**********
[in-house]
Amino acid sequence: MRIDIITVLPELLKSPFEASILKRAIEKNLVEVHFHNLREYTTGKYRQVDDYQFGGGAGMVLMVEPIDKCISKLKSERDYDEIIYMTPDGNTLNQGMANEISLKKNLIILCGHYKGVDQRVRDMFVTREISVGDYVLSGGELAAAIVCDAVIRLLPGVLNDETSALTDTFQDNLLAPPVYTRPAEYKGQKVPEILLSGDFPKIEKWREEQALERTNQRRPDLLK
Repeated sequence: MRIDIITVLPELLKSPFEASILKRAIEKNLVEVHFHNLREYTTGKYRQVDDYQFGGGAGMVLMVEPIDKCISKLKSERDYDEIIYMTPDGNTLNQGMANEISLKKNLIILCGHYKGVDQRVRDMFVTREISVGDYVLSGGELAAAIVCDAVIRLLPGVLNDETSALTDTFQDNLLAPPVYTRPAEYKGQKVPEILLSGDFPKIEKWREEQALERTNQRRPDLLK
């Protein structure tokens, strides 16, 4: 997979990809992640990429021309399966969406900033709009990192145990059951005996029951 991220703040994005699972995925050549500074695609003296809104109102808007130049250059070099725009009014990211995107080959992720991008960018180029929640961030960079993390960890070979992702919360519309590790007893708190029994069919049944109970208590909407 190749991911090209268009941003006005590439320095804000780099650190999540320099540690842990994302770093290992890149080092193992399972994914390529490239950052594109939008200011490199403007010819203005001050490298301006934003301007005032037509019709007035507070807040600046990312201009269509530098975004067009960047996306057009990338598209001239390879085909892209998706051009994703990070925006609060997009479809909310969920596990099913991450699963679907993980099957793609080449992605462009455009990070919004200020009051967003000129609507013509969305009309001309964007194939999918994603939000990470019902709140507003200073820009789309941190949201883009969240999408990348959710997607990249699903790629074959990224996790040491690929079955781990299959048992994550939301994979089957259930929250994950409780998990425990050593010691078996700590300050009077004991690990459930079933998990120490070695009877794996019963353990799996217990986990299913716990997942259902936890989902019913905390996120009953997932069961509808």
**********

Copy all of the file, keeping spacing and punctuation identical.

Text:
[in-house]
Amino acid sequence: MRIDIITVLPELLKSPFEASILKRAIEKNLVEVHFHNLREYTTGKYRQVDDYQFGGGAGMVLMVEPIDKCISKLKSERDYDEIIYMTPDGNTLNQGMANEISLKKNLIILCGHYKGVDQRVRDMFVTREISVGDYVLSGGELAAAIVCDAVIRLLPGVLNDETSALTDTFQDNLLAPPVYTRPAEYKGQKVPEILLSGDFPKIEKWREEQALERTNQRRPDLLK
Repeated sequence: MRIDIITVLPELLKSPFEASILKRAIEKNLVEVHFHNLREYTTGKYRQVDDYQFGGGAGMVLMVEPIDKCISKLKSERDYDEIIYMTPDGNTLNQGMANEISLKKNLIILCGHYKGVDQRVRDMFVTREISVGDYVLSGGELAAAIVCDAVIRLLPGVLNDETSALTDTFQDNLLAPPVYTRPAEYKGQKVPEILLSGDFPKIEKWREEQALERTNQRRPDLLK
């Protein structure tokens, strides 16, 4: 997979990809992640990429021309399966969406900033709009990192145990059951005996029951 991220703040994005699972995925050549500074695609003296809104109102808007130049250059070099725009009014990211995107080959992720991008960018180029929640961030960079993390960890070979992702919360519309590790007893708190029994069919049944109970208590909407 190749991911090209268009941003006005590439320095804000780099650190999540320099540690842990994302770093290992890149080092193992399972994914390529490239950052594109939008200011490199403007010819203005001050490298301006934003301007005032037509019709007035507070807040600046990312201009269509530098975004067009960047996306057009990338598209001239390879085909892209998706051009994703990070925006609060997009479809909310969920596990099913991450699963679907993980099957793609080449992605462009455009990070919004200020009051967003000129609507013509969305009309001309964007194939999918994603939000990470019902709140507003200073820009789309941190949201883009969240999408990348959710997607990249699903790629074959990224996790040491690929079955781990299959048992994550939301994979089957259930929250994950409780998990425990050593010691078996700590300050009077004991690990459930079933998990120490070695009877794996019963353990799996217990986990299913716990997942259902936890989902019913905390996120009953997932069961509808």